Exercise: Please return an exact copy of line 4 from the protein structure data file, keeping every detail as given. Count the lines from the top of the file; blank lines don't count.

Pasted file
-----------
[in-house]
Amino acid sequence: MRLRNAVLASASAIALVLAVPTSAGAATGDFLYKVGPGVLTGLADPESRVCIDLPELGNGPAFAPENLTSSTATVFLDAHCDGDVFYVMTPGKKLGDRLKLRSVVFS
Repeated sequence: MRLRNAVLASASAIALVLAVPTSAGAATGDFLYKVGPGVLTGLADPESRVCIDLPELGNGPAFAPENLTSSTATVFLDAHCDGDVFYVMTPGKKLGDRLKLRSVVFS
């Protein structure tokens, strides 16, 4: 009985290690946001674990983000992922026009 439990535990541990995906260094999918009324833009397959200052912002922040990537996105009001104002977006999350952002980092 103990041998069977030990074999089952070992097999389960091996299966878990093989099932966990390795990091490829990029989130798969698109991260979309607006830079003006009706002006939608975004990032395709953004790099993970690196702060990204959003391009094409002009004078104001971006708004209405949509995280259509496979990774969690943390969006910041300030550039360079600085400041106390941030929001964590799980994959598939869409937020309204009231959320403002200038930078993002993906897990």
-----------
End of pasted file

């Protein structure tokens, strides 16, 4: 009985290690946001674990983000992922026009 439990535990541990995906260094999918009324833009397959200052912002922040990537996105009001104002977006999350952002980092 103990041998069977030990074999089952070992097999389960091996299966878990093989099932966990390795990091490829990029989130798969698109991260979309607006830079003006009706002006939608975004990032395709953004790099993970690196702060990204959003391009094409002009004078104001971006708004209405949509995280259509496979990774969690943390969006910041300030550039360079600085400041106390941030929001964590799980994959598939869409937020309204009231959320403002200038930078993002993906897990």